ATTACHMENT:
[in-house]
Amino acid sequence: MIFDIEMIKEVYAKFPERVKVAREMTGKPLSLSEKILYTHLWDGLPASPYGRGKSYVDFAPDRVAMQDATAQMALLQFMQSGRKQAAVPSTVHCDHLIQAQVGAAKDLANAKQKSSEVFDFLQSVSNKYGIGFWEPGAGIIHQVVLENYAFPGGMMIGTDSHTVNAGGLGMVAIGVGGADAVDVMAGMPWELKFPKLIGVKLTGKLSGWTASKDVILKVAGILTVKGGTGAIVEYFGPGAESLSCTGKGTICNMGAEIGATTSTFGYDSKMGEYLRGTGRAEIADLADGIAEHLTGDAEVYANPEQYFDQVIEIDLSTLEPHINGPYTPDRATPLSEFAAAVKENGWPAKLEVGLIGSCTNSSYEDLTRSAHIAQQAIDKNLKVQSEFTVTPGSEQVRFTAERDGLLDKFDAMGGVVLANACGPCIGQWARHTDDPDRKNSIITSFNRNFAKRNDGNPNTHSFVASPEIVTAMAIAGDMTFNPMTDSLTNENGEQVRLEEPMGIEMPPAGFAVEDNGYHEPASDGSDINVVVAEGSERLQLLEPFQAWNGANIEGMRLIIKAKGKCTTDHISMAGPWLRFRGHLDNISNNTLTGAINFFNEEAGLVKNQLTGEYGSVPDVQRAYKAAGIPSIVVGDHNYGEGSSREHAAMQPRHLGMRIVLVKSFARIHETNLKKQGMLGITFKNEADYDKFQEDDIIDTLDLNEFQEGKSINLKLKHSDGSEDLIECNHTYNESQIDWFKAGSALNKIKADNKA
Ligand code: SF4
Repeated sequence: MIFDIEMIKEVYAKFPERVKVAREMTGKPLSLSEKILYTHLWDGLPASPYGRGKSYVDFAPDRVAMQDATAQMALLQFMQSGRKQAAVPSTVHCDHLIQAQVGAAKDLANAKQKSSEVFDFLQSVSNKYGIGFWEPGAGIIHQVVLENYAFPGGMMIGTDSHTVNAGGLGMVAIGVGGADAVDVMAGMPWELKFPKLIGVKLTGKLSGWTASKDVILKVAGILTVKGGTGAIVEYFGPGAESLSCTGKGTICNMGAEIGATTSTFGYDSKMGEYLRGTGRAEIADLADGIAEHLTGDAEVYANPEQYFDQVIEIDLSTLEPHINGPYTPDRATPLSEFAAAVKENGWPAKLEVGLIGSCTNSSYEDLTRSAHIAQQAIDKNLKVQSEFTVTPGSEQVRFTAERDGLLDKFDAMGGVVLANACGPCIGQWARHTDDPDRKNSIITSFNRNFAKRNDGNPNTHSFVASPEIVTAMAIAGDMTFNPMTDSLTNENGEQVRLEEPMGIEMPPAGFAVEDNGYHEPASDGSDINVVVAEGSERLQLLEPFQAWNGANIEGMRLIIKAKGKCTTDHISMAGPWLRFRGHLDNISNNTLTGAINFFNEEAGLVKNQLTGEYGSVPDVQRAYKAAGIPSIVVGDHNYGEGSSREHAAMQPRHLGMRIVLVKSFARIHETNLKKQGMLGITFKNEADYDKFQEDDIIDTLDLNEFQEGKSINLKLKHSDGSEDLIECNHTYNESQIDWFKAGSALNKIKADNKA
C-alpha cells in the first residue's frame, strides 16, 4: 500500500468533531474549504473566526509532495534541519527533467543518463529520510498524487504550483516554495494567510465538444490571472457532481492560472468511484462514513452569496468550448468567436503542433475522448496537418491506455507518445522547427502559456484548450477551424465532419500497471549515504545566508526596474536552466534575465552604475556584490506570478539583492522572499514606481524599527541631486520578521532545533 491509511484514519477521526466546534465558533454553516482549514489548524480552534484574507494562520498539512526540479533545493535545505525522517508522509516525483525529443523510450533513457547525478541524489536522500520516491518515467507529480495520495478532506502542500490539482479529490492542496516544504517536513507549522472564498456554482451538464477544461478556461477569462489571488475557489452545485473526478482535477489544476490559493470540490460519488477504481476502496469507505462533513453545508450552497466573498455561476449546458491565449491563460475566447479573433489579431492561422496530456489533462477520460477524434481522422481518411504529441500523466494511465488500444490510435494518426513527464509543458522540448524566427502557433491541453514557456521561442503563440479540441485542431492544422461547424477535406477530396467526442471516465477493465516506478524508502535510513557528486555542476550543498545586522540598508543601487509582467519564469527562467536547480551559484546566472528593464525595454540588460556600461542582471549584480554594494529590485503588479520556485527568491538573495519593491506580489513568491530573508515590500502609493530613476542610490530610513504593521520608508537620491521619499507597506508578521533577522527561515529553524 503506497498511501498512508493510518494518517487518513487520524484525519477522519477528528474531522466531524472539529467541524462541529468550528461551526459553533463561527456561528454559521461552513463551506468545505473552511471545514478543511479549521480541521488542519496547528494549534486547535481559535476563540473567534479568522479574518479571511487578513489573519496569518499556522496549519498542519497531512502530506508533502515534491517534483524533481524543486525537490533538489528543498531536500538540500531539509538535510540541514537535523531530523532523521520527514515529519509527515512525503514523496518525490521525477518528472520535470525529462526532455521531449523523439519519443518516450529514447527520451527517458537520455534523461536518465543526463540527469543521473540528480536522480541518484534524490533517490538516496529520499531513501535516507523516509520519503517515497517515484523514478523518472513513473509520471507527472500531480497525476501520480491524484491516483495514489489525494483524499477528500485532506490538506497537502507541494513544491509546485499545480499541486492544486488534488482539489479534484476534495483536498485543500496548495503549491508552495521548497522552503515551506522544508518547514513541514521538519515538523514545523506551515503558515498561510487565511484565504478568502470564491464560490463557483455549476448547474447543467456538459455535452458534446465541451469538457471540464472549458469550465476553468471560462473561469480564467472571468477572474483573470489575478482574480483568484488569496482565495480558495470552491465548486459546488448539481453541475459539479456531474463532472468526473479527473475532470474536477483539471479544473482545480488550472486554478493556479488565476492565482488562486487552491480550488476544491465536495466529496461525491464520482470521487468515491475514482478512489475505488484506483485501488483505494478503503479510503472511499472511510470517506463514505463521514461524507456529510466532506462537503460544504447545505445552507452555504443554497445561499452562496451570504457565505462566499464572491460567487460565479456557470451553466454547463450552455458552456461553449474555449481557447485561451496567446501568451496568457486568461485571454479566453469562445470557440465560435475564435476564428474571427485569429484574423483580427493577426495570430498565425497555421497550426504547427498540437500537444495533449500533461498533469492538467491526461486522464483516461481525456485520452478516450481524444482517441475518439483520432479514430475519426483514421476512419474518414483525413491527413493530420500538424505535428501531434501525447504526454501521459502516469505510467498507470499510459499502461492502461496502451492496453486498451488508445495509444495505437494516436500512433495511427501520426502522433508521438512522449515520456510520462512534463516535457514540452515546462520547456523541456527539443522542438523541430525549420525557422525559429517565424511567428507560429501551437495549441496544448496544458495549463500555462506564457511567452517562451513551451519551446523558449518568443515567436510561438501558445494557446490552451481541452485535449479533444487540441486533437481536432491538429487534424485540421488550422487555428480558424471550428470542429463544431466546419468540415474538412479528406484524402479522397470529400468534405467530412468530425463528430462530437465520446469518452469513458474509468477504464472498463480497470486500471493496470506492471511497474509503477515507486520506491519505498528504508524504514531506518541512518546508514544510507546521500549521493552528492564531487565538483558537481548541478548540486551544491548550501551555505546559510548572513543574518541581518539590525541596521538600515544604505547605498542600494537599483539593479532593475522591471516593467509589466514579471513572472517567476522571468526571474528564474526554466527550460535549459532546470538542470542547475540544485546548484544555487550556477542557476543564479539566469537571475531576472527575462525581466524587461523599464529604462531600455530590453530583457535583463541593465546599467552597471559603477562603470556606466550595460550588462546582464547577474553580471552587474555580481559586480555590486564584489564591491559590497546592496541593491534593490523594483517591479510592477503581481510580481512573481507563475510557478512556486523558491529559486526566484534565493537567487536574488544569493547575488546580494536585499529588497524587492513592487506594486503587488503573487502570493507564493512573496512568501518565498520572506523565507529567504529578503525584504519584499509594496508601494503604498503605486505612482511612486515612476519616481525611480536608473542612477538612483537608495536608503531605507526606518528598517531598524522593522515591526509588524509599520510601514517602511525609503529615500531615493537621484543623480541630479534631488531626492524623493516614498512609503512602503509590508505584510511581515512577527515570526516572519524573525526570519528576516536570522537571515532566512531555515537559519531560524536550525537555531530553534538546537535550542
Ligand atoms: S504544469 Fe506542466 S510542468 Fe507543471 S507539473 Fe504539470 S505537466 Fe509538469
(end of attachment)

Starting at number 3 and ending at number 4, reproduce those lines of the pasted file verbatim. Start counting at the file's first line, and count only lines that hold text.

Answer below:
Ligand code: SF4
Repeated sequence: MIFDIEMIKEVYAKFPERVKVAREMTGKPLSLSEKILYTHLWDGLPASPYGRGKSYVDFAPDRVAMQDATAQMALLQFMQSGRKQAAVPSTVHCDHLIQAQVGAAKDLANAKQKSSEVFDFLQSVSNKYGIGFWEPGAGIIHQVVLENYAFPGGMMIGTDSHTVNAGGLGMVAIGVGGADAVDVMAGMPWELKFPKLIGVKLTGKLSGWTASKDVILKVAGILTVKGGTGAIVEYFGPGAESLSCTGKGTICNMGAEIGATTSTFGYDSKMGEYLRGTGRAEIADLADGIAEHLTGDAEVYANPEQYFDQVIEIDLSTLEPHINGPYTPDRATPLSEFAAAVKENGWPAKLEVGLIGSCTNSSYEDLTRSAHIAQQAIDKNLKVQSEFTVTPGSEQVRFTAERDGLLDKFDAMGGVVLANACGPCIGQWARHTDDPDRKNSIITSFNRNFAKRNDGNPNTHSFVASPEIVTAMAIAGDMTFNPMTDSLTNENGEQVRLEEPMGIEMPPAGFAVEDNGYHEPASDGSDINVVVAEGSERLQLLEPFQAWNGANIEGMRLIIKAKGKCTTDHISMAGPWLRFRGHLDNISNNTLTGAINFFNEEAGLVKNQLTGEYGSVPDVQRAYKAAGIPSIVVGDHNYGEGSSREHAAMQPRHLGMRIVLVKSFARIHETNLKKQGMLGITFKNEADYDKFQEDDIIDTLDLNEFQEGKSINLKLKHSDGSEDLIECNHTYNESQIDWFKAGSALNKIKADNKA